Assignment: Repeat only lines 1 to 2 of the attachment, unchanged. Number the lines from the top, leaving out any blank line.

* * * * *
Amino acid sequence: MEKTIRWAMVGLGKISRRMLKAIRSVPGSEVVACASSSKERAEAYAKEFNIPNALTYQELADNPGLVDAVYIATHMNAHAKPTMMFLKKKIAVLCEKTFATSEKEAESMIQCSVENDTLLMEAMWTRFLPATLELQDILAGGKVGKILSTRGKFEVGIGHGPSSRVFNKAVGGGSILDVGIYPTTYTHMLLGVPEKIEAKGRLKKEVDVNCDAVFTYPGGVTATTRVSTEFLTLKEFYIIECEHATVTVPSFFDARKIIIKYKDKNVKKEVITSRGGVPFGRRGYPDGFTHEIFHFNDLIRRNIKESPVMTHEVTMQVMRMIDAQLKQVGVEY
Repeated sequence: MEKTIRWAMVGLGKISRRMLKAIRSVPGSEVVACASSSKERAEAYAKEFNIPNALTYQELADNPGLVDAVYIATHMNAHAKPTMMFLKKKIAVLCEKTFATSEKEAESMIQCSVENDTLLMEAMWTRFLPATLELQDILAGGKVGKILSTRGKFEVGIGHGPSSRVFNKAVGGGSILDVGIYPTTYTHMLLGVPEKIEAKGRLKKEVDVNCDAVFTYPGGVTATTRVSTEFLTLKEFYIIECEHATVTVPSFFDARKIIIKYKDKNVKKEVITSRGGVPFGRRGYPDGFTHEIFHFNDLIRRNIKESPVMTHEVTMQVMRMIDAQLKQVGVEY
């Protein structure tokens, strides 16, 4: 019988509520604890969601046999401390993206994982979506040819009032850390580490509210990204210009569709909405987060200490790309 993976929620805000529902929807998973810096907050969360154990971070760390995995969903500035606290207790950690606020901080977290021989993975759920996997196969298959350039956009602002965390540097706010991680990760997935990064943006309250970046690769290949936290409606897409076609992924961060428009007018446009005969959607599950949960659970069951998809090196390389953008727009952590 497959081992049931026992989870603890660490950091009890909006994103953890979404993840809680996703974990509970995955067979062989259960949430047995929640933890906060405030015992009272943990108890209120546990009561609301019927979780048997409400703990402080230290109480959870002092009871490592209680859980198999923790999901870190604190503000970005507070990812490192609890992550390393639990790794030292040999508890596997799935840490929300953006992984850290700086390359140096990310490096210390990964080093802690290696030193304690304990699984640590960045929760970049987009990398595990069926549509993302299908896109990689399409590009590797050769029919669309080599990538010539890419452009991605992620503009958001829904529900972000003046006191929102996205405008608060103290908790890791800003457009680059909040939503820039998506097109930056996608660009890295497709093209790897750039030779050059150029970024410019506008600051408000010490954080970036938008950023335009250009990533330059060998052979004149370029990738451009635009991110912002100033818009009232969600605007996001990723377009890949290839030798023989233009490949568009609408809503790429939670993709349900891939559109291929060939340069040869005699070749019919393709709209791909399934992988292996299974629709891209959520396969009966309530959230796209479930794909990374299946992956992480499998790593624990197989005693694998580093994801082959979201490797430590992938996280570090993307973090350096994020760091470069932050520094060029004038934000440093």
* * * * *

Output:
Amino acid sequence: MEKTIRWAMVGLGKISRRMLKAIRSVPGSEVVACASSSKERAEAYAKEFNIPNALTYQELADNPGLVDAVYIATHMNAHAKPTMMFLKKKIAVLCEKTFATSEKEAESMIQCSVENDTLLMEAMWTRFLPATLELQDILAGGKVGKILSTRGKFEVGIGHGPSSRVFNKAVGGGSILDVGIYPTTYTHMLLGVPEKIEAKGRLKKEVDVNCDAVFTYPGGVTATTRVSTEFLTLKEFYIIECEHATVTVPSFFDARKIIIKYKDKNVKKEVITSRGGVPFGRRGYPDGFTHEIFHFNDLIRRNIKESPVMTHEVTMQVMRMIDAQLKQVGVEY
Repeated sequence: MEKTIRWAMVGLGKISRRMLKAIRSVPGSEVVACASSSKERAEAYAKEFNIPNALTYQELADNPGLVDAVYIATHMNAHAKPTMMFLKKKIAVLCEKTFATSEKEAESMIQCSVENDTLLMEAMWTRFLPATLELQDILAGGKVGKILSTRGKFEVGIGHGPSSRVFNKAVGGGSILDVGIYPTTYTHMLLGVPEKIEAKGRLKKEVDVNCDAVFTYPGGVTATTRVSTEFLTLKEFYIIECEHATVTVPSFFDARKIIIKYKDKNVKKEVITSRGGVPFGRRGYPDGFTHEIFHFNDLIRRNIKESPVMTHEVTMQVMRMIDAQLKQVGVEY